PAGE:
Variations of Volatility


In the last entry I showed that adding volatility to a typical equity/bond portfolio makes it better. Feel free to define better however you like (lower volatility, higher Sharpe ratio, lower drawdowns…): a volatility position makes things better.

But the example I gave understates the case. There are several ways to trade volatility and they aren’t as correlated as people think. So instead of just adding one type of volatility we should add two.


The first way is to trade implied volatility. This can be done by trading VIX futures, VSTOXX futures and the various volatility ETNs. This was the example I used previously. In Figure One I show the results of buying XIV (the VelocityShares Daily Inverse VIX Short Term ETN) in 2016. 



Figure One: The growth of $100 when buying XIV.

Return: 81.2%
Volatility: 66.6%
Maximum drawdown: 38%
Sharpe Ratio: 1.3

The other way to get volatility exposure is to trade realized volatility by trading equity options and hedging appropriately. The details of how to do this aren’t trivial and are dealt with in my book, “Volatility Trading”, but it is also possible to do this profitably. In Figure Two I show the results of selling and hedging SPX options in 2016 (according to one of Talton’s proprietary strategies).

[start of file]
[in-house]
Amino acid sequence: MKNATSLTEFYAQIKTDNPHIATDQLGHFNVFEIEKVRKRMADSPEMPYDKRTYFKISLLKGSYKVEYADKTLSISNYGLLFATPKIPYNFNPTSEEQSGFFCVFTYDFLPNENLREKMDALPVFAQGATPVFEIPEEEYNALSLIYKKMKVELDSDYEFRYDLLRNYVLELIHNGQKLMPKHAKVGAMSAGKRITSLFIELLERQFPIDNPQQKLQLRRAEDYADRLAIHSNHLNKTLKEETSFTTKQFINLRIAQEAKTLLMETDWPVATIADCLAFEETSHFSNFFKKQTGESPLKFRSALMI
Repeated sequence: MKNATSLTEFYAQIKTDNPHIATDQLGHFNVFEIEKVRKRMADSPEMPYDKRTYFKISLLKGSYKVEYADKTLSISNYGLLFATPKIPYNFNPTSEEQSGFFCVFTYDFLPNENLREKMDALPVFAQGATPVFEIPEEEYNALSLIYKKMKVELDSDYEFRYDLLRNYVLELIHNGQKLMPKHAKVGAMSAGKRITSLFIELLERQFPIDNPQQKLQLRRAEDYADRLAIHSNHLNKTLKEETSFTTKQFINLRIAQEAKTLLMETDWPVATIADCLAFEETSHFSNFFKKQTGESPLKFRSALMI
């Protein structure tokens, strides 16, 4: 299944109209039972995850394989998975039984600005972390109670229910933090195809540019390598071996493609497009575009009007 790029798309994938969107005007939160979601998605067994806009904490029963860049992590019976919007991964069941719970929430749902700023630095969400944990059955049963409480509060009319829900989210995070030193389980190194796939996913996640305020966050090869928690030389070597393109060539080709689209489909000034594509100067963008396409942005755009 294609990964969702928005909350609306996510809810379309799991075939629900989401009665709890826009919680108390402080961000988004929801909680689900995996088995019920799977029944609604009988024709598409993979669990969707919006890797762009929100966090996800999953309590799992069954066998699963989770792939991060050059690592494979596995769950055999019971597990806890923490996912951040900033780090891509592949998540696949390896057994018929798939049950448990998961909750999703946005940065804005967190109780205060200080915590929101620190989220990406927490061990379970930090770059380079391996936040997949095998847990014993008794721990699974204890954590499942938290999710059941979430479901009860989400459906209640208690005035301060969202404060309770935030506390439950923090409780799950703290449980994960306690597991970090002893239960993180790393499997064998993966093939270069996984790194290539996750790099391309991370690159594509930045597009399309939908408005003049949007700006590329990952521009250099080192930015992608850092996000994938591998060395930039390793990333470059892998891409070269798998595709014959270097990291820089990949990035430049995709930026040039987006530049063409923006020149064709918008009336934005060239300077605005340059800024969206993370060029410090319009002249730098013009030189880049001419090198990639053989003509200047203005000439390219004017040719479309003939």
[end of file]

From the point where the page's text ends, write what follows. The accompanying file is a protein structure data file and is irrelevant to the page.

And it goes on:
Figure Two: The growth of $100 when dynamically hedging SPX options.

Return: 38.3%
Volatility: 17.5%
Maximum drawdown: 9.4%
Sharpe Ratio: 2.2

Obviously, the effective leverage of XIV was higher. But far more importantly is to notice that their daily correlation is only 54%. By way of comparison the correlation between MSFT and AAPL (to randomly pick a couple of somewhat related mega-cap stocks) was 50%.

You wouldn’t just put one stock in a portfolio. You shouldn’t just put one type of volatility in either.